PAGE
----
Reconceiving Cybernetics in Light of Thomistic Realism
John T. Laracy, Fr. Joseph R. Laracy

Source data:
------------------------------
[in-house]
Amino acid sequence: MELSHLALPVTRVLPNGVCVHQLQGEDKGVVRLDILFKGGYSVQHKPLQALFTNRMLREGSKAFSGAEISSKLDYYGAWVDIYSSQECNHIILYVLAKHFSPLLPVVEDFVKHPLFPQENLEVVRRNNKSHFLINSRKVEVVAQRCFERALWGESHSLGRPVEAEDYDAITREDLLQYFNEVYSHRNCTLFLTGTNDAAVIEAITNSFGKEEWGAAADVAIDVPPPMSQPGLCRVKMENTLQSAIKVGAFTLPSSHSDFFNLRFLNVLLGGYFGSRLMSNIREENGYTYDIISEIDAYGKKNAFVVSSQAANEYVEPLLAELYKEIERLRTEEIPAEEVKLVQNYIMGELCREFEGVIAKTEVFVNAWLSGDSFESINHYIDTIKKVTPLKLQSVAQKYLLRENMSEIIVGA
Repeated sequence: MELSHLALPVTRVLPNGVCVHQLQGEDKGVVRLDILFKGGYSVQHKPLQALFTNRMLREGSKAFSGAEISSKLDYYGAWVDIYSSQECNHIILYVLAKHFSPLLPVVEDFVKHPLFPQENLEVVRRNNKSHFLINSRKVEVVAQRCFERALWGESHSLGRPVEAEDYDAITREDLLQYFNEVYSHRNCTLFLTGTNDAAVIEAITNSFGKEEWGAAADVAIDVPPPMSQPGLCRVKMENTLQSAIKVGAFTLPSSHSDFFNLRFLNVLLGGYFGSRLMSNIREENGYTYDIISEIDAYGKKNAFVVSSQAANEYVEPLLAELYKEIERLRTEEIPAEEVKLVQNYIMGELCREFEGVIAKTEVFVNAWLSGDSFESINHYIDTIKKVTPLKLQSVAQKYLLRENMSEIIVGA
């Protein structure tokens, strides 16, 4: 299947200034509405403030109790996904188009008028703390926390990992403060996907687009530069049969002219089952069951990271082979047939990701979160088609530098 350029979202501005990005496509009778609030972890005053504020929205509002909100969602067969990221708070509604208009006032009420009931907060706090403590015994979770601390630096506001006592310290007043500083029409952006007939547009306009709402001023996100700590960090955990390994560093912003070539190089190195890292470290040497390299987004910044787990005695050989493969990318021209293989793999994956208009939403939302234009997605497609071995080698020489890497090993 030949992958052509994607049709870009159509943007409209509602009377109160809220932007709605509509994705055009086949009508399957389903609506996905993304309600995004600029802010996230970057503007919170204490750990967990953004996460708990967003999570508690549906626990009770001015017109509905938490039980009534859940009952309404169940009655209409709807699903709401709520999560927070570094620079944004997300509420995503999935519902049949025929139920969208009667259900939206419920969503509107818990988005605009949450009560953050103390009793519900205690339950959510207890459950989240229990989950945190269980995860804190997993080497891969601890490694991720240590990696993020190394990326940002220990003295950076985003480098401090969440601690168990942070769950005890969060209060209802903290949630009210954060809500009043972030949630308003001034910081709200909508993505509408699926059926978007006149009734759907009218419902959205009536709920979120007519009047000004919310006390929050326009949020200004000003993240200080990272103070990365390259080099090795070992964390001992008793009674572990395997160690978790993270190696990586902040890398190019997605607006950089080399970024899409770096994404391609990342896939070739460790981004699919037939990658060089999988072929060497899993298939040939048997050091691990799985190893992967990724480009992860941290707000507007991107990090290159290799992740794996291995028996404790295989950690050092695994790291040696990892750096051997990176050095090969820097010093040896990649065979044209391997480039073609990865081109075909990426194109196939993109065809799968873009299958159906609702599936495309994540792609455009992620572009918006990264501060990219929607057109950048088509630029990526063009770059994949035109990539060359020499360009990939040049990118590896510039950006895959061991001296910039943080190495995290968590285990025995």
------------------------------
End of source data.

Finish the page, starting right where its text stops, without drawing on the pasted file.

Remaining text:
Since its origins in the early twentieth century as a transdisciplinary approach connecting the fields of electrical and computer engineering, mechanical engineering, dynamical systems theory, logic and discrete mathematical modeling, neuroscience, and other disciplines, cybernetics has greatly expanded in scope, addressing salient issues across the disciplinary spectrum, including the social sciences and the humanities. One of its most significant interactions has been with twentieth century philosophy. Contemporary second-order cybernetics research engages issues in cognitive science, epistemology, the philosophy of science, metaphysics, ethics, and other fields. Working from the perspective of Thomistic realism, as represented by Étienne H. Gilson and Stanley L. Jaki, this paper presents both a metaphysical and epistemological critique of cybernetics, as traditionally conceived, and attempts to recover some of its key insights and practices in light of new first principles.